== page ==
Staying with your dive buddy is always the safest option but there are occasions where you might lose sight of each other. For example, when you experience vertigo whilst scuba diving or when you are too focused on how to use a scuba dive compass that you don’t notice your buddy swimming in a different direction.
Having the best dive compass for scuba diving may help with keeping your sense of place but once you lose your buddy a different safety protocol must be used.
What To Do if You Experience Dive Buddy Separation
Every diver should be familiar with the advised steps for buddy separation and both buddies should discuss and agree upon the steps before getting into the water. There might be some variation, depending on your dive center, but most instructors can agree with the following measures to take when separated from your dive buddy.
As soon as you notice that you cannot see your dive buddy, stop where you are. Whenever possible, get into an upright position with neutral buoyancy.
2. Slowly Turn 360°
Make a slow 360° turn and as you are turning around slowly, remember to look upwards and downwards to check whether your buddy has ascended or descended.
This angle might also give you a view behind any underwater feature like big rocks or a sunken ship. Also, remember to look for air bubbles. Even if you might not see them in entirety, air bubbles are a good indication of the general direction.
3. Use Tools That Draw Attention
Even if you might not spot your buddy, your buddy might spot you. After all, you should have agreed on what to do in case of separation beforehand so your buddy is likely going through the same steps as you.
There are two ways to draw attention underwater; light and sound. Flicker with your dive light as you are making your turn so that it creates a noticeable pattern, even for divers that are not necessarily looking for a signal.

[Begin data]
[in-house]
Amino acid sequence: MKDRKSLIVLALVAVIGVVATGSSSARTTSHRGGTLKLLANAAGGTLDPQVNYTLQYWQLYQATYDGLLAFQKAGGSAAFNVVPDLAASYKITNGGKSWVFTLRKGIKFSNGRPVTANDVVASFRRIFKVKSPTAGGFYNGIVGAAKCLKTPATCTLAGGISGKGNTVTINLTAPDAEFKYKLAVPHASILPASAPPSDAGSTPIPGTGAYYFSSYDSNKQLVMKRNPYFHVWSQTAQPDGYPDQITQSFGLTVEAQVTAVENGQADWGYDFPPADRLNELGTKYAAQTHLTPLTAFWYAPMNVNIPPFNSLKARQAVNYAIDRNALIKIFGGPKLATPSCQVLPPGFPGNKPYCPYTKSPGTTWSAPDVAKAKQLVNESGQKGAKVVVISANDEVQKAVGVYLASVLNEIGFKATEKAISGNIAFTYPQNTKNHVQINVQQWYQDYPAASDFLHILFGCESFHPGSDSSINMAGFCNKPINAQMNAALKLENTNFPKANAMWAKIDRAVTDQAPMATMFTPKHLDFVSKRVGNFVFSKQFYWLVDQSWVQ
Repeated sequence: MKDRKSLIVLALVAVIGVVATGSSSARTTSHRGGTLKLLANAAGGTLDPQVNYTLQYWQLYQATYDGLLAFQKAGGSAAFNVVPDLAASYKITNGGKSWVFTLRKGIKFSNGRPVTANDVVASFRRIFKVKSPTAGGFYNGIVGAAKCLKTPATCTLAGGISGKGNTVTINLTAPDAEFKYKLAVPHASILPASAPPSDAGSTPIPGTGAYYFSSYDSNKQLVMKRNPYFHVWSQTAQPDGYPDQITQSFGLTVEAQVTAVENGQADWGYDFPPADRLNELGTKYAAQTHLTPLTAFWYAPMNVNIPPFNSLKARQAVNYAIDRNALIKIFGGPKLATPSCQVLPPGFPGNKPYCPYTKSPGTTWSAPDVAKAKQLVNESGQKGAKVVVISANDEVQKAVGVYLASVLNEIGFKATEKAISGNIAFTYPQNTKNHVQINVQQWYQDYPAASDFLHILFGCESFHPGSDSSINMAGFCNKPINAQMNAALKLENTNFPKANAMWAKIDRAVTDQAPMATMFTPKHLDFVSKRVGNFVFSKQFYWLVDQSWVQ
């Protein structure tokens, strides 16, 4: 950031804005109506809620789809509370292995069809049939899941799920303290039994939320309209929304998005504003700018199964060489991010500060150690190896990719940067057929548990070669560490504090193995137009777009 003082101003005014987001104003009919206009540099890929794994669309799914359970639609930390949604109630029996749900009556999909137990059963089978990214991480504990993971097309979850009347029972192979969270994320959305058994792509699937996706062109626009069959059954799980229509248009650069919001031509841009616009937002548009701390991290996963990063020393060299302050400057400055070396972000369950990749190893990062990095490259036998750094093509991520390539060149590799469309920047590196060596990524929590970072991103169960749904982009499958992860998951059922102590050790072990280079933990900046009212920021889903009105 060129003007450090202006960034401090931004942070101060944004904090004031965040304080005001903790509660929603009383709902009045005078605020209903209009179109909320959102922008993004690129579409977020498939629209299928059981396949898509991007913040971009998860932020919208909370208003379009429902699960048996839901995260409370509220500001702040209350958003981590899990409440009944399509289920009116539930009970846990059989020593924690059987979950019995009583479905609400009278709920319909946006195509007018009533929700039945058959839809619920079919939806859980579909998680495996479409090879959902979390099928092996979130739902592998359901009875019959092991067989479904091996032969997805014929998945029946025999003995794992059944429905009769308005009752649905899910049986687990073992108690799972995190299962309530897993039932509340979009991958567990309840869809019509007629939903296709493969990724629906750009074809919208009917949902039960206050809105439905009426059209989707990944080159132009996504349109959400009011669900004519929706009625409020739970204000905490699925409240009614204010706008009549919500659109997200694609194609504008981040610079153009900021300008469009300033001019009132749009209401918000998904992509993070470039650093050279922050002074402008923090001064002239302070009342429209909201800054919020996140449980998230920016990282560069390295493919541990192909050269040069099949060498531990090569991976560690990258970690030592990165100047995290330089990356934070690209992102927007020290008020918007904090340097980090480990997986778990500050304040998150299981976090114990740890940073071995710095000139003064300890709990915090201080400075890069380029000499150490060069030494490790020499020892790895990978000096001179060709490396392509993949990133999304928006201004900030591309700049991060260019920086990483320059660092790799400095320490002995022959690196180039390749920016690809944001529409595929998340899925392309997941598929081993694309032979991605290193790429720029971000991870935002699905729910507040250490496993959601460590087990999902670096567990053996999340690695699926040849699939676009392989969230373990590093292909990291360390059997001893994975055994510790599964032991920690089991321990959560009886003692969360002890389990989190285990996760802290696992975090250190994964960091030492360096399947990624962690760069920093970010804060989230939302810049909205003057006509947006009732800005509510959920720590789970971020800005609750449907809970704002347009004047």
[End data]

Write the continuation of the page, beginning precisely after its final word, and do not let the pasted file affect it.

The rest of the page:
There are several options to make a sound underwater so you can use whatever you have on hand. For example, tapping a pointer on your air tank or an audio buddy signaling device.
4. Start Ascension Process After 1 Minute
This is a step where there is some variance because the suggested amount of time waiting time differs. Overall, 1 minute is the most commonly recommended amount of time to spend doing your rotation.
After this minute, begin your regular ascension process and repeating the 1-minute turn with noise and light at every safety stop. The ascend may give you a better overview of the area so you might spot your buddy easier.
5. Use the SMB or Ascension Line
Make sure you both take the necessary precautions for low visibility diving such as using an SMB or ascension line since this is one of the causes of buddy separation. These visual markers help you orientate yourself underwater.
The SMB signals that you are coming up and anyone at the surface who might be looking for you should notice it, including your dive buddy.
6. Wait at the Surface
With ascension complete, do another 360° turn and look for air bubbles. In good weather conditions, you can wait longer than the 1 minute that was suggested for underwater.
In bad weather conditions, it is safer to return to the dive boat or get out of the water. If it takes too long for your dive buddy to surface, there might be an emergency situation and you should inform those that can help with a rescue.
7. Do Not Descend Again
Before going into the water, you and your buddy agreed on a maximum amount of time to wait before starting the missing buddy protocol. This means, that if you began this process, your buddy likely did too so you should meet at the surface.
However, if your dive buddy is taking too long to surface then there might be another reason other than simply diverging away from each other. There might be a dangerous situation underwater which is why you should think about your own safety as well and avoid descending again.
Instead, head towards the dive boat or dive center and inform them of what is happening so the professional rescue divers can assess the situation. In such situations, time is of the essence so you should also avoid spending too much time waiting for your buddy to surface.
As you noticed from these steps, buddy separation is a time-sensitive situation. That is why you should agree on a safe amount of time to be waiting for each other before starting your dive.
Listen to the more experienced crew and take note of how the weather conditions, currents, and underwater features might influence a safe amount of waiting time.